Human and laboratory rodent low response to alcohol: is better consilience possible?
If people are brought into the laboratory and given alcohol, there are pronounced differences among individuals in many responses to the drug. Some participants in alcohol challenge protocols show a cluster of ‘low level of responses to alcohol’ determined by observing post-drinking-related changes in subjective, motor and physiological effects at a given dose level. Those individuals characterized as having low level of response (LR) to alcohol have been shown to be at increased risk for a lifetime diagnosis of alcohol dependence (AD), and this relationship between low LR and AD appears to be in part genetic. LR to alcohol is an area where achieving greater consilience between the human and the rodent phenotypes would seem to be highly likely. However, despite extensive data from both human and rodent studies, few attempts have been made to evaluate the human and animal data systematically in order to understand which aspects of LR appear to be most directly comparable across species and thus the most promising for further study. We review four general aspects of LR that could be compared between humans and laboratory animals: (1) behavioral measures of subjective intoxication; (2) body sway; (3) endocrine responses; and (4) stimulant, autonomic and electrophysiological responses. None of these aspects of LR provide completely face-valid direct comparisons across species. Nevertheless, one of the most replicated findings in humans is the low subjective response, but, as it may reflect either aversively valenced and/or positively valenced responses to alcohol as usually assessed, it is unclear which rodent responses are analogous. Stimulated heart rate appears to be consistent in animal and human studies, although at-risk subjects appear to be more rather than less sensitive to alcohol using this measure. The hormone and electrophysiological data offer strong possibilities of understanding the neurobiological mechanisms, but the rodent data in particular are rather sparse and unsystematic. Therefore, we suggest that more effort is still needed to collect data using refined measures designed to be more directly comparable in humans and animals. Additionally, the genetically mediated mechanisms underlying this endophenotype need to be characterized further across species.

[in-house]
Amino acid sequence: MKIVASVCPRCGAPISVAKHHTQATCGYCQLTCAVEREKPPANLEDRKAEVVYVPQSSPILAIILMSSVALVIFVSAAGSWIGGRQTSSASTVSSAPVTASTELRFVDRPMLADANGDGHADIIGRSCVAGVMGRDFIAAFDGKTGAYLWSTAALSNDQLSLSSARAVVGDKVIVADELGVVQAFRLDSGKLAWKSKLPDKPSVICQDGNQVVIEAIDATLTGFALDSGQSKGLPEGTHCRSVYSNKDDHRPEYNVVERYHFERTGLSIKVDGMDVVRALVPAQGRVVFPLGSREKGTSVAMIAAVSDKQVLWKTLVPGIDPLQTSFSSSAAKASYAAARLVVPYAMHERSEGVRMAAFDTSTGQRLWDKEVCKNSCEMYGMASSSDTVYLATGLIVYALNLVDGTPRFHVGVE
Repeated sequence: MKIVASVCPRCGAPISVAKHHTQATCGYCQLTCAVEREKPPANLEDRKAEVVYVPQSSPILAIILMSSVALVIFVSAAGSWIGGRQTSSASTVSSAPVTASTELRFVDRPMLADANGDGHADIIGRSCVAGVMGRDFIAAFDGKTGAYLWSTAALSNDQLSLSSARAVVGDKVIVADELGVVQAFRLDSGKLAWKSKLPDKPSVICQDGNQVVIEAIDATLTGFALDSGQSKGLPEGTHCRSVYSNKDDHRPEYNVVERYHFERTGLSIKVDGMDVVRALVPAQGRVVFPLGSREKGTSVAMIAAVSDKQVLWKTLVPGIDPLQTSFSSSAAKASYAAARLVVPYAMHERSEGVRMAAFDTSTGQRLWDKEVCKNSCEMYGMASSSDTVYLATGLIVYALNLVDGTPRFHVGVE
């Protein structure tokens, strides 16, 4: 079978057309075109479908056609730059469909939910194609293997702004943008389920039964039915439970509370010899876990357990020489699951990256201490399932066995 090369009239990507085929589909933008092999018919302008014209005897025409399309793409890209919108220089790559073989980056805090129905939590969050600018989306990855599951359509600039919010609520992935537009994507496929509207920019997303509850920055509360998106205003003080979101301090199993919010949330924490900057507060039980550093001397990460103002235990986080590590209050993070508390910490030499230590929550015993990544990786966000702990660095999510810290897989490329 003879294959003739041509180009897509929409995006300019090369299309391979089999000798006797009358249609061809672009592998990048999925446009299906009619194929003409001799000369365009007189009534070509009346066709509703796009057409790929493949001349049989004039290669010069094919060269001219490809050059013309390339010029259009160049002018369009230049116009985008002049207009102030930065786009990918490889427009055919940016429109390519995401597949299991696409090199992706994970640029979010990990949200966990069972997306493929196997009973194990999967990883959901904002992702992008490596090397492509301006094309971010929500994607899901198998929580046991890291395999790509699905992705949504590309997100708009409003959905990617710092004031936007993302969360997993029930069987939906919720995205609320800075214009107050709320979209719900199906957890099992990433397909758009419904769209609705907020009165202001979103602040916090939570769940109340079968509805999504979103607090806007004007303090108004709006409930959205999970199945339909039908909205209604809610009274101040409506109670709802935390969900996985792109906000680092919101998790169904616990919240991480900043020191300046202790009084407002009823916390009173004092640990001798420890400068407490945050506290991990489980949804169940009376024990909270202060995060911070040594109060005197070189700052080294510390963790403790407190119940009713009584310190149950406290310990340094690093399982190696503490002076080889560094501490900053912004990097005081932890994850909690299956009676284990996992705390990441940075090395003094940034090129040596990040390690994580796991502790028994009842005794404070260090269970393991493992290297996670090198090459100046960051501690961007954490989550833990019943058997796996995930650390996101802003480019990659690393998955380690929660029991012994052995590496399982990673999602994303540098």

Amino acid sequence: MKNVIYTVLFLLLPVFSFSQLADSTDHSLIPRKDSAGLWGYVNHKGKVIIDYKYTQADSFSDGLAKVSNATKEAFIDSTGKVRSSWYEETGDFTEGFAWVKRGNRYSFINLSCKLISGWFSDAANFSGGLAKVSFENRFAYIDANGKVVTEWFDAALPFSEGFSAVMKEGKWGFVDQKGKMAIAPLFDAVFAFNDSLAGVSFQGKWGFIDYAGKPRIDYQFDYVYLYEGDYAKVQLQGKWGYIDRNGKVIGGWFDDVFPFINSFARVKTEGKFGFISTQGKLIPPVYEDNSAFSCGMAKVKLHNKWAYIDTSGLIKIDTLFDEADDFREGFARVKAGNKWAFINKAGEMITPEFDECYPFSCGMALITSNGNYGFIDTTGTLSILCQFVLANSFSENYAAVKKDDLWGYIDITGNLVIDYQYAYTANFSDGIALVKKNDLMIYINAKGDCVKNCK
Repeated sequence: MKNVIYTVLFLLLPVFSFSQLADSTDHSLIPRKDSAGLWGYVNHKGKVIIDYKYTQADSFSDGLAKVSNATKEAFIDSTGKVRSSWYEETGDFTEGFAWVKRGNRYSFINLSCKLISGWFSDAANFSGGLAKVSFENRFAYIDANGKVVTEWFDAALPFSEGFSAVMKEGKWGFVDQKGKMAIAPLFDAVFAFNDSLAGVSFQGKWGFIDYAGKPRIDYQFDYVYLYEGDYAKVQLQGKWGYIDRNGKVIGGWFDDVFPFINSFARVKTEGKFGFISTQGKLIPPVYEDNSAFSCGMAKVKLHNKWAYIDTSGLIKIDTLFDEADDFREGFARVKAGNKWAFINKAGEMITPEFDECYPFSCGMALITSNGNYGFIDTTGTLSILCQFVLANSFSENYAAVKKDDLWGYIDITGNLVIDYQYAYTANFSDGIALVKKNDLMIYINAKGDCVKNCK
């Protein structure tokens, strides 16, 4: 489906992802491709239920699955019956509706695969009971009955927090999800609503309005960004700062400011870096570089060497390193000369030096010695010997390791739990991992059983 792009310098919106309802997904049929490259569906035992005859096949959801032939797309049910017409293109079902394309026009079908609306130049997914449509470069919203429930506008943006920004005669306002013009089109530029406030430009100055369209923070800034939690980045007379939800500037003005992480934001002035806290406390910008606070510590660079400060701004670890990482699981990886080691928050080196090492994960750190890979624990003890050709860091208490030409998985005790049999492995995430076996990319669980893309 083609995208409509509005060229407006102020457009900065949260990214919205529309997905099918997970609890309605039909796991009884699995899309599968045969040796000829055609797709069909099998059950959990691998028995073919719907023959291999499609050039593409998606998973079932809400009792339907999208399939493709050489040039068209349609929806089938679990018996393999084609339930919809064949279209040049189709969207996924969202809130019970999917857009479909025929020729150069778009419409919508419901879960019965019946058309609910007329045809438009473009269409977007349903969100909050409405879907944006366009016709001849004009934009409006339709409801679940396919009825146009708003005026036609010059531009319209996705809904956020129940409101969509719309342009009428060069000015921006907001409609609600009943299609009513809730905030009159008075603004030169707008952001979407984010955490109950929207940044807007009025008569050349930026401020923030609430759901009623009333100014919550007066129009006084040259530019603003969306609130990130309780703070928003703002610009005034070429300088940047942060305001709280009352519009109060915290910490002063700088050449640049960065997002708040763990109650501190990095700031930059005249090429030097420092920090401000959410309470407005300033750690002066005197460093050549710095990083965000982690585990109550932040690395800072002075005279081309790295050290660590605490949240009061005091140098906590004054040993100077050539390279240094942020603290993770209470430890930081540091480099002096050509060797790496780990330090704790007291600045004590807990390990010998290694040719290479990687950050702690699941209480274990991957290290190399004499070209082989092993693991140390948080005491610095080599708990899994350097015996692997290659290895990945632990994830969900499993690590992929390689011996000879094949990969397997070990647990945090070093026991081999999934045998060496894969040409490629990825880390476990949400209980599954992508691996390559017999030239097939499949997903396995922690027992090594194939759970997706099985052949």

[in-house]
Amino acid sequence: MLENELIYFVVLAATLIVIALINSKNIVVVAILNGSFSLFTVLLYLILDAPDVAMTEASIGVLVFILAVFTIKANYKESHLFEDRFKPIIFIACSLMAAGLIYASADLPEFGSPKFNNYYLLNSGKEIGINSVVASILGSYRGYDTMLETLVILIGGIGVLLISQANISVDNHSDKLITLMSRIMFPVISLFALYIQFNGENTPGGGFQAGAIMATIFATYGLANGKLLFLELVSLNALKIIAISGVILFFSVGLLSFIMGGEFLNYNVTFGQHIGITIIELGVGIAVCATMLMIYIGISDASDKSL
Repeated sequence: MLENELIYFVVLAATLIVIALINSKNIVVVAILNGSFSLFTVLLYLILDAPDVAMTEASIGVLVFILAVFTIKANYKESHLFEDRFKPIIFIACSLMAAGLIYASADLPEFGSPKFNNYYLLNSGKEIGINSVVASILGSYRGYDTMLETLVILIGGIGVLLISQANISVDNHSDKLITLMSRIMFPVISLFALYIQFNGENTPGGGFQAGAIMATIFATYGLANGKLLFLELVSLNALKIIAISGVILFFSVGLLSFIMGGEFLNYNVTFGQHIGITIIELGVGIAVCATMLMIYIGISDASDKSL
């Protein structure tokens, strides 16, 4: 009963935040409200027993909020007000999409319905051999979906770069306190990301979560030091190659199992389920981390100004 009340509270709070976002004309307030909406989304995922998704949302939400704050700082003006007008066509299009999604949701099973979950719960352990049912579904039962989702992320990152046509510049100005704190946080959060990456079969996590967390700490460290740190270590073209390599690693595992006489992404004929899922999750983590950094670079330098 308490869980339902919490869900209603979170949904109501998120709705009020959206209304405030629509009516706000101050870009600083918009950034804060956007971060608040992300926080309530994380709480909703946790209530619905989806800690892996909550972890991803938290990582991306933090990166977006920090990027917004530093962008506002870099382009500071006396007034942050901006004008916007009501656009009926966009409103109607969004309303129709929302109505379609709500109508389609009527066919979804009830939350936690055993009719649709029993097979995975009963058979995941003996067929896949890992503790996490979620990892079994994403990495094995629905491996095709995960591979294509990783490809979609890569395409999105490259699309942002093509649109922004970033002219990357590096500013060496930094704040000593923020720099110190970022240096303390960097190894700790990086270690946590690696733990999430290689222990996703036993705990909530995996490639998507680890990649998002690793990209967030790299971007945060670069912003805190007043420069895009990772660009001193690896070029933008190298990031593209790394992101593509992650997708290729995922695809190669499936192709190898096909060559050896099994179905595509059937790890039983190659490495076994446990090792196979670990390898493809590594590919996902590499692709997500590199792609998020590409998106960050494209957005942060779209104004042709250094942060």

Document Type: Research Article
Affiliations: 1: Indiana University School of Medicine, Institute of Psychiatric Research, USA and 2: Department of Molecular and Integrative Neurosciences and Scripps Alcohol Research Center, The Scripps Research Institute, USA
Publication date: April 1, 2010